Egyptian Gods: Soqdet
Soqdet is the goddess that personifies the Dog Star, Sirius. Sirius is one of the most important stars in Egypt because its appearance in the July dawn sky signifies the beginning of the annual inundation of the Nile River. Such flooding also means the start of the brand new year for Egyptians. In fact, the New Year Festival is known as the “Coming of Sopdet” that coincides with phenomenon of the heliacal rising of Soqdet. She is also known as a goddess of fertility because each flooding of the Nile would bring about fertile silt into the agricultural lands. She also performs funerary functions as she was linked to the pharaoh’s journey in afterlife. Her name may also be spelled as Sothis, Sopdet, and Sepdet, which means (she who is) sharp, presumably because of the brightness of Sirius.
Soqdet is the wife of the Sha, the deification of Orion and mother of another cosmic deity Sopdu. Both Sirius and Orion are associated with abundant crops. Together, the three form a triad that is closely linked to Osiris, Isis and Horus. In fact, it assumed that they were just aspects of the three more popular deities. In one of the papyrus of the fourth dynasty known as Lamentations of Isis and Nephthys for Osiris, Isis called herself Soqdet, saying that she will follow her husband in heaven. Soqdet is believed to have given birth to the morning star Venus making Sopdu the deification of the planet. She is also associated with another fertility goddess, Satis of Abu Island.
Her earliest depiction is that of a reclining cow with a plant emblem (representative of the year) between her horns. Most of the times, she is a woman wearing the tall conical crown of Upper Egypt with a start on top or a headdress with a plume on each side. She may also be seen simply as a woman standing with her arms on her side or with one arm folded across the lower portion of the breasts. Less often, she is represented as very large dog. By the Roman period, she became the hybrid goddess Isis-Sopdet – a woman who is riding on large dog in its sidesaddle.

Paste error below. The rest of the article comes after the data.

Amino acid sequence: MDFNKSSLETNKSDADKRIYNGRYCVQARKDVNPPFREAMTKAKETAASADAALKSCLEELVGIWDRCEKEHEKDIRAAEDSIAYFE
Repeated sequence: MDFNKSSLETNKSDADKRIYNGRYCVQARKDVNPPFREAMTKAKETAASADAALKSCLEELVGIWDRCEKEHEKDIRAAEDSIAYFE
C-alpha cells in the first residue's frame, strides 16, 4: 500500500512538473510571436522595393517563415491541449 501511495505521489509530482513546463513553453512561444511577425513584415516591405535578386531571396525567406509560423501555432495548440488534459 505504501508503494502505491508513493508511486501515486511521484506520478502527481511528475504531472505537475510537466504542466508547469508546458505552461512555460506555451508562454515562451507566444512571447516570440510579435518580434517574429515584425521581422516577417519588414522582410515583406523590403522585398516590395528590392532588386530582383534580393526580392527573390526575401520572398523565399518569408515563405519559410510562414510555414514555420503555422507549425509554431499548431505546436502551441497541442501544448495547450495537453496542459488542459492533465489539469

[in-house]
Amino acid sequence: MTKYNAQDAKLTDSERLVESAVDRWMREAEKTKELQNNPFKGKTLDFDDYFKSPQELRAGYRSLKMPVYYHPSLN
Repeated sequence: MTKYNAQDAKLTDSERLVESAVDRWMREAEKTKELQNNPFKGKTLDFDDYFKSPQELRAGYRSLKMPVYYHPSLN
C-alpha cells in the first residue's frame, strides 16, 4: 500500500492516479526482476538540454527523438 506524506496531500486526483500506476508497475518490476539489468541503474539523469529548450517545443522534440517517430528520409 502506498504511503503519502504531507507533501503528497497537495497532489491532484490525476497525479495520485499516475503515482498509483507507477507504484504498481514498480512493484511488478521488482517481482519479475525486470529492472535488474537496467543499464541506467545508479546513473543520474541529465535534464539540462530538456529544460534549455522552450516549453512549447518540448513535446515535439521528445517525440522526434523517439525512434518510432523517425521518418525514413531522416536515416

As early as the first dynasty, Soqdet has been known as the “Bringer of Flood and New Year”. Her appearance marks the start of the agricultural calendar. She is also one of the known decans in Egyptian astronomy. Decans are groups of stars that divides the night sky, with each cluster appearing for only ten days yearly.
Although Soqdet started as an agricultural goddess associated with the Nile, by Middle Kingdom, her fertility duties expanded. By then, she was considered a mother goddess and nurse goddess solidifying her close connection with the mother-goddess, Isis. Her role as a pharaoh’s assistant was further strengthened. She is believed to guide the pharaoh in his quest to find the imperishable stars as he seeks to become one of them. It may be the reason why the star Sirius disappeared on the dawn skies for seventy days in a year. In afterlife, she further guides the King in finding the Field of the Rushes – the form of Egyptian heaven and afterlife. This guidance is believed to be the reason behind why mummification took seventy days as well.
Soqdet is revered all throughout the country as well as in most part of its history. Her cult center is believed to be situated in the old cities of Per-sopdu, Qesem, Soped, Saft el-Hinna, found in the 20th Nome in Lower Egypt. Her festival is celebrated every twenty-fifth of July.